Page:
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Curse of the Urn

by laurelinden


The desert Ruki called Phemet bent over the hot sand, inspecting the strangely ornamented slab of stone partially protruding from its grains. It looked almost as if a fortunate gust of wind had unearthed it, revealing what might have been hidden for decades.

    Coincidentally, it was the third of these stones he’d seen in only minutes on his trek through the Lost Desert.

    Phemet was no natural archaeologist, but he could not deny that these strange stones were intriguing. Covered with a sprawling, pictographic script that could be centuries old, a mischievous part of him wondered how much they’d sell for if he could somehow transport them to market.

    He knew the idea was foolish, of course, but it was fun to consider anyway.

    The Ruki brushed some more of the sand away, narrowing his eyes in scrutiny, and “hmmed” interestedly at what he saw. The script seemed to be engraved around a picture of sorts, depicting a lone figure standing in the center of a circle of stones--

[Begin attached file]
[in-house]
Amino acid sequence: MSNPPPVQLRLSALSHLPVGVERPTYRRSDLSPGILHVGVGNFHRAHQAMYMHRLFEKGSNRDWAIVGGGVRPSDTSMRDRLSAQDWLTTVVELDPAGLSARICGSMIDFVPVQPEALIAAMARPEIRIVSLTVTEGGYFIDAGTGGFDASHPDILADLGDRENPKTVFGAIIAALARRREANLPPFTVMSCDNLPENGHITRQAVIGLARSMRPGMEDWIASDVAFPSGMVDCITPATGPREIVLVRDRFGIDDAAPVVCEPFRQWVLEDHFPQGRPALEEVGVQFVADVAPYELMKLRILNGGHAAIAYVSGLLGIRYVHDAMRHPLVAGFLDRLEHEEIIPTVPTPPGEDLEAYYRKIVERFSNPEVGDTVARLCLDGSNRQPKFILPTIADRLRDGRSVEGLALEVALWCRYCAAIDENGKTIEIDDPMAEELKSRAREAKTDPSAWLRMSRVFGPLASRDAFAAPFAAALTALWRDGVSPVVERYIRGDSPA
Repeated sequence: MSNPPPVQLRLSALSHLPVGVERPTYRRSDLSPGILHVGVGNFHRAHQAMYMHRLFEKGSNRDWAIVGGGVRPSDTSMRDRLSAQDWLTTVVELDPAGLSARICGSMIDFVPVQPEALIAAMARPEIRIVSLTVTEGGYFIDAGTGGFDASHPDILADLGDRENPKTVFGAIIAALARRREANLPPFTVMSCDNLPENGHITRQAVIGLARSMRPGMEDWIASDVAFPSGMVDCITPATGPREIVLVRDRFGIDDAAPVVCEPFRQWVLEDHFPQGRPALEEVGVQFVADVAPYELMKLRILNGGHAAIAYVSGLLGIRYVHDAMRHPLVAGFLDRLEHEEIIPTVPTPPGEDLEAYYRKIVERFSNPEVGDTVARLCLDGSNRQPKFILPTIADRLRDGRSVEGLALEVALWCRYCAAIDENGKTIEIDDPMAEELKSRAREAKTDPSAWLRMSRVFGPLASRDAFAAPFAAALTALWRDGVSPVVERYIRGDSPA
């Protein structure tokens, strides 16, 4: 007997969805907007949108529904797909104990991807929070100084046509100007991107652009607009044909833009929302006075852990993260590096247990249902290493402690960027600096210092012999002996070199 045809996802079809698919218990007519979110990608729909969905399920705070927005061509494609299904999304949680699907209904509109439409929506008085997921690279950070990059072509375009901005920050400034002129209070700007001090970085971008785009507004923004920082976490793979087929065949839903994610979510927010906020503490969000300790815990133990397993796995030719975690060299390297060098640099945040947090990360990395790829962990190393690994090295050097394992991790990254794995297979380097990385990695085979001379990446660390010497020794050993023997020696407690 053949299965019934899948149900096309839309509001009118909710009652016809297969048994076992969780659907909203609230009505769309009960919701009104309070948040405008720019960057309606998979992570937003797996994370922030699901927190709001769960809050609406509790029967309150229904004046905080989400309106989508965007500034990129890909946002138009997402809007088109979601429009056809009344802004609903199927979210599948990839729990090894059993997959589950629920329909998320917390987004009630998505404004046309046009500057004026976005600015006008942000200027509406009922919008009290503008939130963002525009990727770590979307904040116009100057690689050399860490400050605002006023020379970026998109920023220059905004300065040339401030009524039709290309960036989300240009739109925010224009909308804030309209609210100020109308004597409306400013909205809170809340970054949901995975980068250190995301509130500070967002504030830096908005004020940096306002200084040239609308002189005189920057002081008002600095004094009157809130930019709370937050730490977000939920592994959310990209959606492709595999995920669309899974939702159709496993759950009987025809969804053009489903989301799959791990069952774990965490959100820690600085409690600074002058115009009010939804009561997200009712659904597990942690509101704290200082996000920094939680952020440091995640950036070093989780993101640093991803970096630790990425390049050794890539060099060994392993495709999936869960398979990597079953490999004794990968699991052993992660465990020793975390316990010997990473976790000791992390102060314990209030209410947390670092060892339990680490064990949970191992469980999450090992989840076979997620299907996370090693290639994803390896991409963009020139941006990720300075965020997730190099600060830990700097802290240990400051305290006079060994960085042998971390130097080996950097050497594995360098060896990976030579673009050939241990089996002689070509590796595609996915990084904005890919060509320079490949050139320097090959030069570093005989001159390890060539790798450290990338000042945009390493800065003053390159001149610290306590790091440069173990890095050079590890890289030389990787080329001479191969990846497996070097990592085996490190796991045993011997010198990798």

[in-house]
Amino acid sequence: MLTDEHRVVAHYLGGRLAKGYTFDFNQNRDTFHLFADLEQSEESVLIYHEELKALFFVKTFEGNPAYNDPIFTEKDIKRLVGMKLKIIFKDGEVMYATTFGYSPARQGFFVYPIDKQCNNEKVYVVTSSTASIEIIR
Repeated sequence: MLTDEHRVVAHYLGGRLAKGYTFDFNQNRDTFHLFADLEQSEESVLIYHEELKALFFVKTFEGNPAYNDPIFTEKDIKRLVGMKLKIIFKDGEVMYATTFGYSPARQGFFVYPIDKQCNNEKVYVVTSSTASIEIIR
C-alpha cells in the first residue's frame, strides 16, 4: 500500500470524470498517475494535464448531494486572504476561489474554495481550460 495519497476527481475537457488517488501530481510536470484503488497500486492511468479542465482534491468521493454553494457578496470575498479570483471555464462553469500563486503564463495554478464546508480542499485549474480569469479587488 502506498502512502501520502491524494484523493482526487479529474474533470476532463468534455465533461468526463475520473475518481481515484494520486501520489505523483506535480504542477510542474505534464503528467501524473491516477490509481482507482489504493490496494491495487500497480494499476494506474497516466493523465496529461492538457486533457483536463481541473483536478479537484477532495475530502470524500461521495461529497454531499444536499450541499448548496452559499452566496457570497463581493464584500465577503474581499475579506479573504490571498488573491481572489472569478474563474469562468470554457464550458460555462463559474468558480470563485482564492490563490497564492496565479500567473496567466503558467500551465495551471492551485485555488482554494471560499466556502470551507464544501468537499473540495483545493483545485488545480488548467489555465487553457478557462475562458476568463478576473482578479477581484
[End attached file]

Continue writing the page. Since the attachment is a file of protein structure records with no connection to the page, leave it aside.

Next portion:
--Stones resembling these.

    Phemet felt a wave of excitement rise within him; perhaps the stones had some sort of power! He glanced to where the other two stood, and noticed with ever-increasing delight that they did indeed seem to be aligned in a sort of arc. Following its curve, he saw a few other lumps protruding from the sand: covered stones.

    They were in the shape of a circle, just like as the picture showed.

    Images of the potential power of the stones played inside his head as the Ruki rushed to uncover the rest of them. Within only moments he had unearthed all of the stones – there were five of them. Five unique, ancient stones, all of which would certainly fetch a fortune if they proved to possess some sort of magic. He’d find a way to bring them back – he’d take one at a time if he had to! They would certainly pay for themselves in that respect.

    But first, he had to discover exactly what it was they did. Eagerly, half-hopping with anticipation, the Ruki followed the drawing on the stone, and stood in the circle’s center, and raised his arms like the figure in the picture.

    A moment passed, and nothing happened. Phemet stepped forward, about to go and re-check the drawing, when—


    The explosion seemed to come from all five stones at once. Lights of red, green, blue, silver and gold burst from each of them respectively, shimmering in a merging burst of splendor to join above the Ruki’s head in a dazzling display.

     “So they’ll come as a set,” the Ruki decided, rubbing his hands together greedily. “Unlimited light for all who sit within the stones… perfect for any desert night…”

    His thoughts trailed off as the ground disappeared beneath him – a trap door.